Pinnacle also sold a line of cards called the miroVideo. Most of these were rendered useless by Windows 2000 due to that blasted Zoran MJPEG chip, although someone did write a driver for Windows 2000, but it likely doesn't work in XP. The only nice thing about these cards today is the nice breakout box the miroVideo DC50 and DC2000 came with. Other then that, they are pretty much obsolete and overkill for VHS transfers.
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  #7  
02-11-2012, 02:10 PM
Simon0 Simon0 is offline
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It was a pain trying to install it under WinXP as the software needed updating to a later version or else only Win2000 would work, luckily I had it burned onto a CD many years ago, and it made it WinXP "compatible", perhaps because of the break-out box, which made the capture "less noisy" it seems. The AIW 9200 LE also uses a "rudamentary" breakout box, though. I'll be capturing to MPEG-2 and cutting it using VideoRedo and/or Womble. I'm just hoping to just dump it onto blu-ray discs with the best quality during capture and be done with it, as VCR's are getting, becoming obsolete (at least for consumers). So, I should still use the ATI 9200 LE for capture to MPEG-2?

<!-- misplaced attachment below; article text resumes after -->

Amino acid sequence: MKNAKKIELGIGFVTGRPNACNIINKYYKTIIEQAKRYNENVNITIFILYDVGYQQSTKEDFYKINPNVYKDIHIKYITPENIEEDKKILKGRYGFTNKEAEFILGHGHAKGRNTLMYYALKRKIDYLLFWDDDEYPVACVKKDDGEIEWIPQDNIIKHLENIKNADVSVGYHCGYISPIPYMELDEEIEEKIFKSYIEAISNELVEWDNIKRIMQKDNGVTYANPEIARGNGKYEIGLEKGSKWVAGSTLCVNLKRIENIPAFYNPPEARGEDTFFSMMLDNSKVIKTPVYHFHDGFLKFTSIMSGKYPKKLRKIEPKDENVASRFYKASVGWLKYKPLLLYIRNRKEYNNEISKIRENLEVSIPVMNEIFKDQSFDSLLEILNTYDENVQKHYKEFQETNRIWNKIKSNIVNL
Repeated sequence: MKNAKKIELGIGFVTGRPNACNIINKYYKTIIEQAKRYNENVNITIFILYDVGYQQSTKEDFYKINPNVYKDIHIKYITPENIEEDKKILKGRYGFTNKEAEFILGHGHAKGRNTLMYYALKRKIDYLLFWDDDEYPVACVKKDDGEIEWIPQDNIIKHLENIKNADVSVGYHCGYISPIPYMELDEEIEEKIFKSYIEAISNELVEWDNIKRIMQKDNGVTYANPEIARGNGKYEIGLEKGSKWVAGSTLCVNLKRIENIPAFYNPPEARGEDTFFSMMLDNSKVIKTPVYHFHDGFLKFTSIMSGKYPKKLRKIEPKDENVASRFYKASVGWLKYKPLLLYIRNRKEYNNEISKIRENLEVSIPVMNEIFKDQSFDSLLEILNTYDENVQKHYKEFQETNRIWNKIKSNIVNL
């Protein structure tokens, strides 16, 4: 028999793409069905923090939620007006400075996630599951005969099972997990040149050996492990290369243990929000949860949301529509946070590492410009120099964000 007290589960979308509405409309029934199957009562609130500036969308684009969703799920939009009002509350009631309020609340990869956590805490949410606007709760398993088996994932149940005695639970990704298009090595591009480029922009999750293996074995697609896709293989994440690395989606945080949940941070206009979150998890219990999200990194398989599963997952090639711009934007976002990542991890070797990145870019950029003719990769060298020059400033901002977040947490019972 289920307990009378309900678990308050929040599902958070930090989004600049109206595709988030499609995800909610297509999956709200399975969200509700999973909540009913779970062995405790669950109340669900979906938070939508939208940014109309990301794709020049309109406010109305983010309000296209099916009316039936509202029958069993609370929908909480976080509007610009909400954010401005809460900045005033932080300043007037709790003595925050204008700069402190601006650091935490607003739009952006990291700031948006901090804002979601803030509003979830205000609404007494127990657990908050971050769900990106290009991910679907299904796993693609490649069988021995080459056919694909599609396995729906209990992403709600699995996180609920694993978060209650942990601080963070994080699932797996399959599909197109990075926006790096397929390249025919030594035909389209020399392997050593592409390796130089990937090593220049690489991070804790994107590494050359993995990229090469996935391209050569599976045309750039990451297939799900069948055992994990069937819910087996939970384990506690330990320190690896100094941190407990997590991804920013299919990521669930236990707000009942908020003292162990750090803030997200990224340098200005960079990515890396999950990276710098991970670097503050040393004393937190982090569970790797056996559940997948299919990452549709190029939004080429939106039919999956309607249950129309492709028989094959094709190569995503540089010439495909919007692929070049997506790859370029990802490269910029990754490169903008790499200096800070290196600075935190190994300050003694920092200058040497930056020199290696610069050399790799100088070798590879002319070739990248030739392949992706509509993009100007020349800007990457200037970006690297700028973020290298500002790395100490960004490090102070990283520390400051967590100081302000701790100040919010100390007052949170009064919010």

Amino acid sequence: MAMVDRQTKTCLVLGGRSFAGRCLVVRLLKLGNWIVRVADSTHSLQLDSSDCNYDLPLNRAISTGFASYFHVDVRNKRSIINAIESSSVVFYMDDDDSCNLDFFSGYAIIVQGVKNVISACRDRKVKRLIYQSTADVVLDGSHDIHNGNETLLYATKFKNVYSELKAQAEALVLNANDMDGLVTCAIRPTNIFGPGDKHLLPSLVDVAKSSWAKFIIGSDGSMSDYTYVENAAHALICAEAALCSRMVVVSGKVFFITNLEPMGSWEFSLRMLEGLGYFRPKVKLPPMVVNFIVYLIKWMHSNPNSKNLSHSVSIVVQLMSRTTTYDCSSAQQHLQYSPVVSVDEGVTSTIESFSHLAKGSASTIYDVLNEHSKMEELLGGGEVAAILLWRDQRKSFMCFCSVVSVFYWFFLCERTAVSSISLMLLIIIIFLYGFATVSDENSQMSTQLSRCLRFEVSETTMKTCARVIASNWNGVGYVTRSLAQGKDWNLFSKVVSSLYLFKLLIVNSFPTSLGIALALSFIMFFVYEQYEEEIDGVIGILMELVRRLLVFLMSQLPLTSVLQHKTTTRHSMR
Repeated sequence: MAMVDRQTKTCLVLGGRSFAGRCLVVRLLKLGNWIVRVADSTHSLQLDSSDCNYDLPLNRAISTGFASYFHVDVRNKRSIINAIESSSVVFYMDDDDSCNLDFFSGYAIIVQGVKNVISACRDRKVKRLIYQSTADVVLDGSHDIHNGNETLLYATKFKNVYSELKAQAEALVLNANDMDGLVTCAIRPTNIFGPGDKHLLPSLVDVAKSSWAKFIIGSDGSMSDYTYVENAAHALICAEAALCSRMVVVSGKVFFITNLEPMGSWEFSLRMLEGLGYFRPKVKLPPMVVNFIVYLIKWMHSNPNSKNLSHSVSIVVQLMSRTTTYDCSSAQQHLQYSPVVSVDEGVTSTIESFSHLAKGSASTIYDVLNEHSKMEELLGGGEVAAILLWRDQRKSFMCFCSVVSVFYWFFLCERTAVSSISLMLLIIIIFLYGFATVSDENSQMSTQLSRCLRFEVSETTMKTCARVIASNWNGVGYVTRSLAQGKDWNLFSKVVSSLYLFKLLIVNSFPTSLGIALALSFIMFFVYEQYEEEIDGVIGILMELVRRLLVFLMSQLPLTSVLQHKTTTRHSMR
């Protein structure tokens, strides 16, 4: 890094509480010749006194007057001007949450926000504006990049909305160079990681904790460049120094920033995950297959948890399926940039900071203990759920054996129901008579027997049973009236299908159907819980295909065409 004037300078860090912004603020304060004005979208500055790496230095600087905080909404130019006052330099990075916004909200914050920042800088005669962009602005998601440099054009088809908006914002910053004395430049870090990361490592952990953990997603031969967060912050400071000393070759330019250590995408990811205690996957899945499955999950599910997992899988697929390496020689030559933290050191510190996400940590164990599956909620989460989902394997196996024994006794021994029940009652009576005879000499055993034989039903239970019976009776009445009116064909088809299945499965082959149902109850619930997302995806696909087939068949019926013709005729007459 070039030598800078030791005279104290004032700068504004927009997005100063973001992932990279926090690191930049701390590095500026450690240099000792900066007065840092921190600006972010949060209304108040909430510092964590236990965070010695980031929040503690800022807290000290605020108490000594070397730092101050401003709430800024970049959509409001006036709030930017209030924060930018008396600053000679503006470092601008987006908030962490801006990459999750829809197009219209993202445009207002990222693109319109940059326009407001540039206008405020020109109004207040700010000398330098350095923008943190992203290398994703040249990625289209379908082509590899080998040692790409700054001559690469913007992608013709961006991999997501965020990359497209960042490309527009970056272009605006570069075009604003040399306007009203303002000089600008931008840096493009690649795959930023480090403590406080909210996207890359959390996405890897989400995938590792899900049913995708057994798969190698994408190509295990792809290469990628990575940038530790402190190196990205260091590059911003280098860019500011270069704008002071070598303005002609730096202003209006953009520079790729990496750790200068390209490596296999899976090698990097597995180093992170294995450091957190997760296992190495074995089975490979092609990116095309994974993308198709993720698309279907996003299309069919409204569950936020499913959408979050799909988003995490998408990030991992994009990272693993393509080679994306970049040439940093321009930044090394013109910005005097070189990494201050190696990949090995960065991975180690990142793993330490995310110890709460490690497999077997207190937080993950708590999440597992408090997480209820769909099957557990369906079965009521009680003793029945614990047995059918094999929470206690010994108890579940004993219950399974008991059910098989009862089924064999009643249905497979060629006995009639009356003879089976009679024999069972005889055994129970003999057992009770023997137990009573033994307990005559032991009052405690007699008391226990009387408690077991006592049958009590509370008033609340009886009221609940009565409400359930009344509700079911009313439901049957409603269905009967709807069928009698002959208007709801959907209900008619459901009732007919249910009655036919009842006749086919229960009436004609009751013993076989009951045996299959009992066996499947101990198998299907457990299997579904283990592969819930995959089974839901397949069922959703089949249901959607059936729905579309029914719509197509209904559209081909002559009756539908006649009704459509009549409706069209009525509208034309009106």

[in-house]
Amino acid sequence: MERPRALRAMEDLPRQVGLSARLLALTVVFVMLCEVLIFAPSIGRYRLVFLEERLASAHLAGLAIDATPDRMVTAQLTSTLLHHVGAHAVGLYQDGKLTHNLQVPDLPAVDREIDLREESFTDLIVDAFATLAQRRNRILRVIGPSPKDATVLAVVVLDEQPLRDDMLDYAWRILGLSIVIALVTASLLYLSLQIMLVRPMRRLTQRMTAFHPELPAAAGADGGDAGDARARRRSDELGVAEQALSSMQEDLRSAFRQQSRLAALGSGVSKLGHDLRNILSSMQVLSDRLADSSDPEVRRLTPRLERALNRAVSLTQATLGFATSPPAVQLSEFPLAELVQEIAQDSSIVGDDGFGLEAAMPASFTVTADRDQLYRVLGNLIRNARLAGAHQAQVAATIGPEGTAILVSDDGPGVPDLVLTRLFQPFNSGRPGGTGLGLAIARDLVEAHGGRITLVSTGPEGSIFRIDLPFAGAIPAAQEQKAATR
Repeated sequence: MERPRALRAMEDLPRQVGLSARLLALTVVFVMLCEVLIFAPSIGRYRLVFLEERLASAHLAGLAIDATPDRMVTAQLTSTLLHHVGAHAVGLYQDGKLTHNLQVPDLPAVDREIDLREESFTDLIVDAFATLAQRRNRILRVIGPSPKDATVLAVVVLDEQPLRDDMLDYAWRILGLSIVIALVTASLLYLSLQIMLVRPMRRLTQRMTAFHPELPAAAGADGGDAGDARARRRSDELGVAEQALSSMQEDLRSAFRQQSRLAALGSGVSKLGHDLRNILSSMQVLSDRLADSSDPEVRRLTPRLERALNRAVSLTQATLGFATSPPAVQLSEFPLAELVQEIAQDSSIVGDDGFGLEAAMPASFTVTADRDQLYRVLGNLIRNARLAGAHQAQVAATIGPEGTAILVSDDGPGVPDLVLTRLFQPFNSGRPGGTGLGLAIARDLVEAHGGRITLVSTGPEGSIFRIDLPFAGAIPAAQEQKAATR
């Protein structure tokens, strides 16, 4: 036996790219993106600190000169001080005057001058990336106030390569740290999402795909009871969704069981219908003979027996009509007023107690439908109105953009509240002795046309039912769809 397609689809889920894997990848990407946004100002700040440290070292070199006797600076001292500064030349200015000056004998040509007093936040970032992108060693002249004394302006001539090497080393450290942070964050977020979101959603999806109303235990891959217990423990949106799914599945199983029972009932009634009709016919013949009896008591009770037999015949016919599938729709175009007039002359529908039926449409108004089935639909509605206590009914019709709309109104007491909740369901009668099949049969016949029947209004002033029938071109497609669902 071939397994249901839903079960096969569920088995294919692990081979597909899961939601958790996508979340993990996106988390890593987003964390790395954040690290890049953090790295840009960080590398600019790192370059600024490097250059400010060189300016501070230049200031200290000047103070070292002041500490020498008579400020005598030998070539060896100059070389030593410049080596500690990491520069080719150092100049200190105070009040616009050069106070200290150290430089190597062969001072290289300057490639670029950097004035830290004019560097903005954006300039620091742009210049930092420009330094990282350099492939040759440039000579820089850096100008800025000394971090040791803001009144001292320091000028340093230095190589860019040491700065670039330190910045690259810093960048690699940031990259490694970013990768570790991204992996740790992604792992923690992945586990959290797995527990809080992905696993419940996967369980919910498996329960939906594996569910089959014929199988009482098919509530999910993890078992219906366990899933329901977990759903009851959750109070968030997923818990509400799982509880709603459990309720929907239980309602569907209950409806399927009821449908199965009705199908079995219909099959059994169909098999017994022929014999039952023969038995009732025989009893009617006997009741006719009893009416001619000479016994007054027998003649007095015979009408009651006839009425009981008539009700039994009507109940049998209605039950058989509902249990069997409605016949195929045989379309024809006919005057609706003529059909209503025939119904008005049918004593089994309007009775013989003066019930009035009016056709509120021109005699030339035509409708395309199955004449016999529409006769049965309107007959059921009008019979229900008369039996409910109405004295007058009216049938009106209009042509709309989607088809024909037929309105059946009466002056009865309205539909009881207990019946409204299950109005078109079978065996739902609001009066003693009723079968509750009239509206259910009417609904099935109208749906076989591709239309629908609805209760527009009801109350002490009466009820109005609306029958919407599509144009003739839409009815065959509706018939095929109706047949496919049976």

The VCR I still have is a Panasonic PV-8450... Is this VCR any good? Mediocre good ?
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  #8  
02-11-2012, 04:26 PM
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Quote:
I'll be capturing to MPEG-2 and cutting it using VideoRedo and/or Womble. I'm just hoping to just dump it onto blu-ray discs with the best quality during capture and be done with it
Then capture at 15Mb/s (15,000KB/s) MPEG-2, which is valid for Blu-ray.

Quote:
The VCR I still have is a Panasonic PV-8450... Is this VCR any good?
That's a fairly crappy Panasonic consumer VHS VCR. I wouldn't suggest it. It had infamous issues with blue-screen dropouts.
It will play videos with noisy quality, which will make for really lousy DVDs or Blu-ray.

Quality VCRs are listed here: VCR Buying Guide (S-VHS, D-VHS, Professional) for restoring video

Quote:
So, I should still use the ATI 9200 LE for capture to MPEG-2?
Since the Matrox card cannot do 15Mb, only 8Mb based on the specs you mentioned above, yes -- use the ATI.

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  #9  
02-11-2012, 10:31 PM
Simon0 Simon0 is offline
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Thank you for your many suggestions, lordsmurf!

Much appreciated!